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Verdict: 
Carbon bling without a massive price, and offers decent weight saving potential
Weight: 
160g
Reilly Cycleworks Vector Carbon Fibre Seatpost
8 10

Seatposts aren't the most interesting or exciting components on a road bike, but if you're in pursuit of some weight saving, increased comfort or just an extra bit of bling, going carbon is a popular choice. The Reilly Cycleworks Vector Carbon Fibre Seatpost isn't insanely expensive, works nicely and might just save a bit of weight.

  • Pros: Nice finish, light carbon, easy to adjust
  • Cons: No setback option

As the name suggests, the post is made from carbon fibre, with a carbon fibre cradle and titanium retaining bolts. It's all very well finished and looks a premium product. It looked great on every bike I tested it on, from sleek carbon road bikes to rough and tumble adventure bikes.

> Find your nearest dealer here

> Buy this online here

At 160g (for the 31.6mm – there's a 27.2mm option too), the carbon post saves a fair amount of weight compared with the 240g or so you're looking at for your common aluminium post, and it's the same price as the aluminium Fizik Cyrano R3 post, to pick one example. So it scores well on the weight and price front.

How is it to install? Easy! It uses a traditional two-bolt clamp system that's been around forever, and getting a saddle into place and tightened to the right angle is a cinch. It's a tried-and-tested design and takes five minutes to get the saddle fitted, and there's enough angle adjustment to get the saddle just right.

Reilly Cycleworks Vector Carbon Fibre Seatpost 3.jpg

Reilly Cycleworks Vector Carbon Fibre Seatpost 3.jpg

It's an inline seatpost with no setback; whether that works for you depends on your fit and reach requirements. The 350mm length is typical of road bike seatposts and for my needs was more than enough.

Reilly Cycleworks Vector Carbon Fibre Seatpost 4.jpg

Reilly Cycleworks Vector Carbon Fibre Seatpost 4.jpg

Helpfully there are height markers on the back of the post to help set the saddle to the correct height and to check it hasn't slipped. There's also a minimum insert marker.

Reilly Cycleworks Vector Carbon Fibre Seatpost 5.jpg

Reilly Cycleworks Vector Carbon Fibre Seatpost 5.jpg

You have a choice of 27.2mm or 31.6mm diameters, which should cover most road bikes these days; the majority of brands are moving to the smaller diameter in pursuit of increased comfort.

I've been using the post for several months now and have swapped it between various test bikes and it's still looking in great condition, with no obvious markings. I experienced no slippage issues in any frames and didn't have to resort to carbon assembly paste.

> How to set your saddle height right

I noticed a bit more flex at the saddle than some aluminium posts I compared it with, so there's a bit more comfort, but it's pretty marginal to be fair.

It's a low weight without an exorbitant price tag, is easy to install, looks good and performs flawlessly.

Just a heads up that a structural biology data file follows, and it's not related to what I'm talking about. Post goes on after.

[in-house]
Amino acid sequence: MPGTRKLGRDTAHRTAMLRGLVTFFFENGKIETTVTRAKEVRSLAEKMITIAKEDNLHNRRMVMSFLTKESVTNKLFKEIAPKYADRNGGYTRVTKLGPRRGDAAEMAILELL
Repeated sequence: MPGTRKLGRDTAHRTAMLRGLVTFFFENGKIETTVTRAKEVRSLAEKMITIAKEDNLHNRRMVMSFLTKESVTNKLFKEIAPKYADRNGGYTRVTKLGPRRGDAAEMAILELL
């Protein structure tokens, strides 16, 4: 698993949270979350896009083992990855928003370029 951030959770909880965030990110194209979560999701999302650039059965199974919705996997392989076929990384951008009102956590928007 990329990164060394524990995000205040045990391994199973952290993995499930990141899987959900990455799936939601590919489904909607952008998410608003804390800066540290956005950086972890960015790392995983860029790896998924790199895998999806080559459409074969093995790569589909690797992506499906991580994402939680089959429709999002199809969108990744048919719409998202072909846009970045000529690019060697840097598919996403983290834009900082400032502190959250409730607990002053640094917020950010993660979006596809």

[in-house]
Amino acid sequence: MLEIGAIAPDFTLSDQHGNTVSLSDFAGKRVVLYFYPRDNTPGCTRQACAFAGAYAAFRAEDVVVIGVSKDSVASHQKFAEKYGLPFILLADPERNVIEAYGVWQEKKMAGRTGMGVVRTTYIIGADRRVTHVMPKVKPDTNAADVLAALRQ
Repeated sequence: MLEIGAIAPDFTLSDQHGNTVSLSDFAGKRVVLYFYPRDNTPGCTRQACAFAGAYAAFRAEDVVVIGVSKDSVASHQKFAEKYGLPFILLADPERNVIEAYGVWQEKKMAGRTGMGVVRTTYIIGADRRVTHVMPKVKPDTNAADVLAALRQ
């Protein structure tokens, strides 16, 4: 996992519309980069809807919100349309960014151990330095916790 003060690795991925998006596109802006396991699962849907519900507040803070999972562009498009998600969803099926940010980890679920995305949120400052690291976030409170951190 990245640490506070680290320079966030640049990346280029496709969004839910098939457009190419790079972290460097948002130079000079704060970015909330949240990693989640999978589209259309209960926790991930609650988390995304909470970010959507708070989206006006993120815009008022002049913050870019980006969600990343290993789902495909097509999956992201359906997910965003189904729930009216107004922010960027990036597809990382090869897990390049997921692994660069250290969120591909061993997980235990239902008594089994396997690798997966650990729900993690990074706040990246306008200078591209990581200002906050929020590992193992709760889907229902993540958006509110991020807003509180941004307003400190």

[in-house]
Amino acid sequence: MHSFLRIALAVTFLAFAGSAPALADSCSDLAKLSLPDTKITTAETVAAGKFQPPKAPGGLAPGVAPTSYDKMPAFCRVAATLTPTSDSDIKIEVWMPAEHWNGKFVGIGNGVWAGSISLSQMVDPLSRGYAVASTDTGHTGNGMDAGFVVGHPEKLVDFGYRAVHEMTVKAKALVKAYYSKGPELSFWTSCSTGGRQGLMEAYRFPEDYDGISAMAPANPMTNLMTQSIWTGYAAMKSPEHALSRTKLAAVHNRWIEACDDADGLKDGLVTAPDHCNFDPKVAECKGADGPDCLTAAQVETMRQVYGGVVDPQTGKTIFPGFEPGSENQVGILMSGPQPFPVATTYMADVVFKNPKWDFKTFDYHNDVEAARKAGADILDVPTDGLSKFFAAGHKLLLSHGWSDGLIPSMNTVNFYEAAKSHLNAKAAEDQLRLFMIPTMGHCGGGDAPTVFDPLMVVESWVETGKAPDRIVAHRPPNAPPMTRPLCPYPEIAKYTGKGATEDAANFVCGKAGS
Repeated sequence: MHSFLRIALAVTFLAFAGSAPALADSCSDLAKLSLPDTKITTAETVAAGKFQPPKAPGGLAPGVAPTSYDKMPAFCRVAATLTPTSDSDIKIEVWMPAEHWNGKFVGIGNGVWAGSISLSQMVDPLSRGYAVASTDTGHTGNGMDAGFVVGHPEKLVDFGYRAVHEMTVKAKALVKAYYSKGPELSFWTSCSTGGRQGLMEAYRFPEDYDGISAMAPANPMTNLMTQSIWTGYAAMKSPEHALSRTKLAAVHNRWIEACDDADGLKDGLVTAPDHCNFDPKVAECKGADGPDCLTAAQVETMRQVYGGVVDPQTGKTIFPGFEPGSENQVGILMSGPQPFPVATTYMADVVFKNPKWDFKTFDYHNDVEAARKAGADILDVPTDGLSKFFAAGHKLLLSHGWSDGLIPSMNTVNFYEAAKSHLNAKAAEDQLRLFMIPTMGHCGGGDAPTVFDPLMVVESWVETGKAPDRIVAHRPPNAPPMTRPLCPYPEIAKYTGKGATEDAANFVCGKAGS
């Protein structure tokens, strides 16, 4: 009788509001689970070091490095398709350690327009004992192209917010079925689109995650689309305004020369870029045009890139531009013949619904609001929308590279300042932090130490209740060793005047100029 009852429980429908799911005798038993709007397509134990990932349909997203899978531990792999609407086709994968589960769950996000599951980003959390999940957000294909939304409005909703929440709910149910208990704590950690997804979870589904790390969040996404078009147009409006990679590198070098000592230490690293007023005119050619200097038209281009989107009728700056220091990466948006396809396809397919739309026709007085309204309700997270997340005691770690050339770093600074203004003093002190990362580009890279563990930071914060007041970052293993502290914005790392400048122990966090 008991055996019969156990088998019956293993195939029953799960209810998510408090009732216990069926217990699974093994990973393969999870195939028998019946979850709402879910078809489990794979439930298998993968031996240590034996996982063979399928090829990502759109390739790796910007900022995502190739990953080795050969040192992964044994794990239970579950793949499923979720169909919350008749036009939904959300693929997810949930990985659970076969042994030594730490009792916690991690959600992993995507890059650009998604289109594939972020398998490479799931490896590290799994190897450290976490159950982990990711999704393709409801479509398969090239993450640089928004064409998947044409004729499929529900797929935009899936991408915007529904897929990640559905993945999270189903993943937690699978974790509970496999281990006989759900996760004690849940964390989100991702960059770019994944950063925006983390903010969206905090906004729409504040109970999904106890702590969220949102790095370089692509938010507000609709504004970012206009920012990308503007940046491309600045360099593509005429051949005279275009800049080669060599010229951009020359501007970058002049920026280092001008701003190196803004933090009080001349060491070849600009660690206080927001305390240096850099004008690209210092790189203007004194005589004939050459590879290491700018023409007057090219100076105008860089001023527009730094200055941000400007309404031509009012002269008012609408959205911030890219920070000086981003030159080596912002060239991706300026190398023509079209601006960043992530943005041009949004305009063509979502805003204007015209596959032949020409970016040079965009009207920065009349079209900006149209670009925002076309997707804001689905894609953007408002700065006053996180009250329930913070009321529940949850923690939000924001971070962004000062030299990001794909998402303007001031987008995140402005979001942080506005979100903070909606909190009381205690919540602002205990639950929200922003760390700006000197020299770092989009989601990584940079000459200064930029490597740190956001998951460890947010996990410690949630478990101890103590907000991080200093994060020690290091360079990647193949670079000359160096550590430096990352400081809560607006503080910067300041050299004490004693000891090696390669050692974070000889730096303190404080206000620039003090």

Verdict

Carbon bling without a massive price, and offers decent weight saving potential

road.cc test report

Make and model: Reilly Cycleworks Vector Carbon Fibre Seatpost

Size tested: 31.6mm

Tell us what the product is for

Reilly says, "Our new 2017 Vector carbon fibre seat post and our lightest yet. 0 degree setback for a more comfortable cockpit. Easy to adjust and with the usual contemporary Damon Fisher styling."

Tell us some more about the technical aspects of the product?

From Reilly:

An inline carbon fibre seat post available in 27.2mm & 31.6mm diameter.

UD carbon layup in satin finish

Carbon cradle

2 6AL-4V titanium retaining bolts

350mm long

0 degree setback

27.2mm 148 grams only!!

Designed and assembled in the UK.

Rate the product for quality of construction:
 
8/10

It's nicely made and looks the business.

Rate the product for performance:
 
8/10

It's light and works well.

Rate the product for durability:
 
8/10

The carbon finish still looks clean and smart despite swapping between several bikes.

Rate the product for weight (if applicable)
 
8/10

It's light for a seatpost, without costing an absolute fortune.

Rate the product for comfort (if applicable)
 
7/10

Marginally more comfort and road buzz damping than a metal seatpost.

Rate the product for value:
 
8/10

You can pay LOTS more for carbon seatposts, so a pretty good upgrade if you have the cash.

Tell us how the product performed overall when used for its designed purpose

Keeps the saddle securely in place.

Tell us what you particularly liked about the product

Low weight, easy to use and looks sharp.

Tell us what you particularly disliked about the product

There's no setback option.

Did you enjoy using the product? Yes

Would you consider buying the product? Yes

Would you recommend the product to a friend? Yes

Use this box to explain your overall score

It's a sleek and light carbon seatpost at a price that won't break the bank.

Overall rating: 8/10

About the tester

Age: 31  Height: 180cm  Weight: 67kg

I usually ride:   My best bike is:

I've been riding for: 10-20 years  I ride: Every day  I would class myself as: Expert

I regularly do the following types of riding: road racing, time trialling, cyclo-cross, commuting, touring, mountain biking